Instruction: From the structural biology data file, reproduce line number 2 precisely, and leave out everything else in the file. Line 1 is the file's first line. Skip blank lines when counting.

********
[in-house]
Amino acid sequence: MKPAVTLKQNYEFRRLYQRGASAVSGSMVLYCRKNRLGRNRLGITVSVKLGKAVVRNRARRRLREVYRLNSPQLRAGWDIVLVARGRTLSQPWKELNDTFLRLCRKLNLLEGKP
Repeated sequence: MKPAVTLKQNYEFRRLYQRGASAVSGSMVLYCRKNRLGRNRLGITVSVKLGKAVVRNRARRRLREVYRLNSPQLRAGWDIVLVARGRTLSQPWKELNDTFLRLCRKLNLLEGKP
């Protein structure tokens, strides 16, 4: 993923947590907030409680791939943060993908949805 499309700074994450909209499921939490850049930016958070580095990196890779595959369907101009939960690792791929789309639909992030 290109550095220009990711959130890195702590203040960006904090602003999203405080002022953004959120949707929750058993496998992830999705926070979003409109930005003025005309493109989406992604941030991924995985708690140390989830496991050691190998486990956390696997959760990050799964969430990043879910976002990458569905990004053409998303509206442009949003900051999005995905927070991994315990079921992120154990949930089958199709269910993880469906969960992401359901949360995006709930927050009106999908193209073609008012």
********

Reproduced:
Amino acid sequence: MKPAVTLKQNYEFRRLYQRGASAVSGSMVLYCRKNRLGRNRLGITVSVKLGKAVVRNRARRRLREVYRLNSPQLRAGWDIVLVARGRTLSQPWKELNDTFLRLCRKLNLLEGKP